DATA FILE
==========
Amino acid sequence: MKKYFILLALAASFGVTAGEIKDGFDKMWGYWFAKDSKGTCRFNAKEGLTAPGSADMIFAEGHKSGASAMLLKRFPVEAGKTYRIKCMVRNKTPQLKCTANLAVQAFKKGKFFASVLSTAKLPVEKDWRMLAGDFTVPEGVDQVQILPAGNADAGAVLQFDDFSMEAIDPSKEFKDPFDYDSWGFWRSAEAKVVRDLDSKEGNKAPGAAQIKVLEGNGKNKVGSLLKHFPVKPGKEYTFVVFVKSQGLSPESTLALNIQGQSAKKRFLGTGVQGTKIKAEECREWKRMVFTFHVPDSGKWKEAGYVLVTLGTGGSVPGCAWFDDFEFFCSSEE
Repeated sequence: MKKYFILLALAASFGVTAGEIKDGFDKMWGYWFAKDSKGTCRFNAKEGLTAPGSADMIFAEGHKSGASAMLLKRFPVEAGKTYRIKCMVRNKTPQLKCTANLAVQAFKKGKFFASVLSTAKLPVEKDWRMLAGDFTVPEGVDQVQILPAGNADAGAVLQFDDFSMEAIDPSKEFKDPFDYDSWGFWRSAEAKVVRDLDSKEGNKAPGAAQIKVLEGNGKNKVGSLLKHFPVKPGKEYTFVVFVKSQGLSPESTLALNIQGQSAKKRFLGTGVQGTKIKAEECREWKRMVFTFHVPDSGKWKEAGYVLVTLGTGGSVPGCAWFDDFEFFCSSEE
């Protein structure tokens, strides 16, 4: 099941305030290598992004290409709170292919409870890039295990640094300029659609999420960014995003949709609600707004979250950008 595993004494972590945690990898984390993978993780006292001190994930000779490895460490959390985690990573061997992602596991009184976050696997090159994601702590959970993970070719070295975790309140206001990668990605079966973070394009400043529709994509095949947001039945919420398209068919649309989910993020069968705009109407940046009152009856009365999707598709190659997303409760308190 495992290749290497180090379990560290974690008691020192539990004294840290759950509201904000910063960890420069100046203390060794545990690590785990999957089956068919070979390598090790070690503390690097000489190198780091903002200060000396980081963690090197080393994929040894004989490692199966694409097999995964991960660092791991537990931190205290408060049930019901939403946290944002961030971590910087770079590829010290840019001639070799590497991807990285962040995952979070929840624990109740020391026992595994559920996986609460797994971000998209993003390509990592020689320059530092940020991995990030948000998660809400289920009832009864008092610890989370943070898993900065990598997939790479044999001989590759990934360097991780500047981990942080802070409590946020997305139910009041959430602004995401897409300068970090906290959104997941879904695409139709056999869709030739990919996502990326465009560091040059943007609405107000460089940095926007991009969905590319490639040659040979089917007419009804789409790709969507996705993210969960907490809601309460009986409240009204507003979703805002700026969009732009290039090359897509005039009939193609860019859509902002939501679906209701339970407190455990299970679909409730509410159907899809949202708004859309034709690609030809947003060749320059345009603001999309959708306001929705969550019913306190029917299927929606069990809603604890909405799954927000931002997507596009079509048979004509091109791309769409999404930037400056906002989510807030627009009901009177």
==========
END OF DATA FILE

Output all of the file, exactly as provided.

Amino acid sequence: MKKYFILLALAASFGVTAGEIKDGFDKMWGYWFAKDSKGTCRFNAKEGLTAPGSADMIFAEGHKSGASAMLLKRFPVEAGKTYRIKCMVRNKTPQLKCTANLAVQAFKKGKFFASVLSTAKLPVEKDWRMLAGDFTVPEGVDQVQILPAGNADAGAVLQFDDFSMEAIDPSKEFKDPFDYDSWGFWRSAEAKVVRDLDSKEGNKAPGAAQIKVLEGNGKNKVGSLLKHFPVKPGKEYTFVVFVKSQGLSPESTLALNIQGQSAKKRFLGTGVQGTKIKAEECREWKRMVFTFHVPDSGKWKEAGYVLVTLGTGGSVPGCAWFDDFEFFCSSEE
Repeated sequence: MKKYFILLALAASFGVTAGEIKDGFDKMWGYWFAKDSKGTCRFNAKEGLTAPGSADMIFAEGHKSGASAMLLKRFPVEAGKTYRIKCMVRNKTPQLKCTANLAVQAFKKGKFFASVLSTAKLPVEKDWRMLAGDFTVPEGVDQVQILPAGNADAGAVLQFDDFSMEAIDPSKEFKDPFDYDSWGFWRSAEAKVVRDLDSKEGNKAPGAAQIKVLEGNGKNKVGSLLKHFPVKPGKEYTFVVFVKSQGLSPESTLALNIQGQSAKKRFLGTGVQGTKIKAEECREWKRMVFTFHVPDSGKWKEAGYVLVTLGTGGSVPGCAWFDDFEFFCSSEE
């Protein structure tokens, strides 16, 4: 099941305030290598992004290409709170292919409870890039295990640094300029659609999420960014995003949709609600707004979250950008 595993004494972590945690990898984390993978993780006292001190994930000779490895460490959390985690990573061997992602596991009184976050696997090159994601702590959970993970070719070295975790309140206001990668990605079966973070394009400043529709994509095949947001039945919420398209068919649309989910993020069968705009109407940046009152009856009365999707598709190659997303409760308190 495992290749290497180090379990560290974690008691020192539990004294840290759950509201904000910063960890420069100046203390060794545990690590785990999957089956068919070979390598090790070690503390690097000489190198780091903002200060000396980081963690090197080393994929040894004989490692199966694409097999995964991960660092791991537990931190205290408060049930019901939403946290944002961030971590910087770079590829010290840019001639070799590497991807990285962040995952979070929840624990109740020391026992595994559920996986609460797994971000998209993003390509990592020689320059530092940020991995990030948000998660809400289920009832009864008092610890989370943070898993900065990598997939790479044999001989590759990934360097991780500047981990942080802070409590946020997305139910009041959430602004995401897409300068970090906290959104997941879904695409139709056999869709030739990919996502990326465009560091040059943007609405107000460089940095926007991009969905590319490639040659040979089917007419009804789409790709969507996705993210969960907490809601309460009986409240009204507003979703805002700026969009732009290039090359897509005039009939193609860019859509902002939501679906209701339970407190455990299970679909409730509410159907899809949202708004859309034709690609030809947003060749320059345009603001999309959708306001929705969550019913306190029917299927929606069990809603604890909405799954927000931002997507596009079509048979004509091109791309769409999404930037400056906002989510807030627009009901009177």